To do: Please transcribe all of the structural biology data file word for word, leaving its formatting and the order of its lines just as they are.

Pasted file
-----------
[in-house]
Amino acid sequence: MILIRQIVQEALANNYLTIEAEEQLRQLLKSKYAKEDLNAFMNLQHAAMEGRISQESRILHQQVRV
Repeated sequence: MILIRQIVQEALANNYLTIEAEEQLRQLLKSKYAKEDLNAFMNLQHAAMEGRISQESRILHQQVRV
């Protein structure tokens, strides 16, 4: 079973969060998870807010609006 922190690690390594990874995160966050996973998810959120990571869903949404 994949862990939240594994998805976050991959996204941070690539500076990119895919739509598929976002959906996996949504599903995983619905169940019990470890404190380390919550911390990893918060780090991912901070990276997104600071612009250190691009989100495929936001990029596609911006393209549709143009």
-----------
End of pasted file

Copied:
[in-house]
Amino acid sequence: MILIRQIVQEALANNYLTIEAEEQLRQLLKSKYAKEDLNAFMNLQHAAMEGRISQESRILHQQVRV
Repeated sequence: MILIRQIVQEALANNYLTIEAEEQLRQLLKSKYAKEDLNAFMNLQHAAMEGRISQESRILHQQVRV
């Protein structure tokens, strides 16, 4: 079973969060998870807010609006 922190690690390594990874995160966050996973998810959120990571869903949404 994949862990939240594994998805976050991959996204941070690539500076990119895919739509598929976002959906996996949504599903995983619905169940019990470890404190380390919550911390990893918060780090991912901070990276997104600071612009250190691009989100495929936001990029596609911006393209549709143009």